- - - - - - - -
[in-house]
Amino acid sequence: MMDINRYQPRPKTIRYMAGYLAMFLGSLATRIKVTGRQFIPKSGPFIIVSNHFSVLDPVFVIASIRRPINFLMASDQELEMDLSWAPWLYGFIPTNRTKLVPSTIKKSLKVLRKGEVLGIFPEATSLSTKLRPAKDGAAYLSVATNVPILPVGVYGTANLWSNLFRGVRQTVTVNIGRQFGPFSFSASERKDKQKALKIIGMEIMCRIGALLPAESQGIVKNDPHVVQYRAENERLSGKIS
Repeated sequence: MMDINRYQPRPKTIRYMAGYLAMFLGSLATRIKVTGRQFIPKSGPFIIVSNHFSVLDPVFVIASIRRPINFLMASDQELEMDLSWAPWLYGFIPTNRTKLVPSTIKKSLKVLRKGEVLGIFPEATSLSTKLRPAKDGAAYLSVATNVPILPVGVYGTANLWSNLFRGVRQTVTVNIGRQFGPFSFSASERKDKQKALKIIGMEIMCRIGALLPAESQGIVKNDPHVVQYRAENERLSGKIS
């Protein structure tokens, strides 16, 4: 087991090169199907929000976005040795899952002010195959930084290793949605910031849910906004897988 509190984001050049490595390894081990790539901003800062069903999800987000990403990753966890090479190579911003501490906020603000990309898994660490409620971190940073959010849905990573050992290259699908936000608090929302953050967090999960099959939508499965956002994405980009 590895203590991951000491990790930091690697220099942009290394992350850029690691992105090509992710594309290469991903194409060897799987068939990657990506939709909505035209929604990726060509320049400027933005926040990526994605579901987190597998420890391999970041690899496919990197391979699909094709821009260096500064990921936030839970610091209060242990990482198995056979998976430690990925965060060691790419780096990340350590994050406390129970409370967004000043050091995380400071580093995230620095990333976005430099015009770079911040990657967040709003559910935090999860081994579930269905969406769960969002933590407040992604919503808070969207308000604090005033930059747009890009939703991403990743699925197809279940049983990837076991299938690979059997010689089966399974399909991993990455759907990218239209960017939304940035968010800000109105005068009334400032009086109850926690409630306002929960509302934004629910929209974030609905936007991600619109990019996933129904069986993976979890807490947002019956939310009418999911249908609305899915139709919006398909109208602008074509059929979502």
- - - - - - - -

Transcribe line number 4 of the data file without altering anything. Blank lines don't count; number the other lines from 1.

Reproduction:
């Protein structure tokens, strides 16, 4: 087991090169199907929000976005040795899952002010195959930084290793949605910031849910906004897988 509190984001050049490595390894081990790539901003800062069903999800987000990403990753966890090479190579911003501490906020603000990309898994660490409620971190940073959010849905990573050992290259699908936000608090929302953050967090999960099959939508499965956002994405980009 590895203590991951000491990790930091690697220099942009290394992350850029690691992105090509992710594309290469991903194409060897799987068939990657990506939709909505035209929604990726060509320049400027933005926040990526994605579901987190597998420890391999970041690899496919990197391979699909094709821009260096500064990921936030839970610091209060242990990482198995056979998976430690990925965060060691790419780096990340350590994050406390129970409370967004000043050091995380400071580093995230620095990333976005430099015009770079911040990657967040709003559910935090999860081994579930269905969406769960969002933590407040992604919503808070969207308000604090005033930059747009890009939703991403990743699925197809279940049983990837076991299938690979059997010689089966399974399909991993990455759907990218239209960017939304940035968010800000109105005068009334400032009086109850926690409630306002929960509302934004629910929209974030609905936007991600619109990019996933129904069986993976979890807490947002019956939310009418999911249908609305899915139709919006398909109208602008074509059929979502």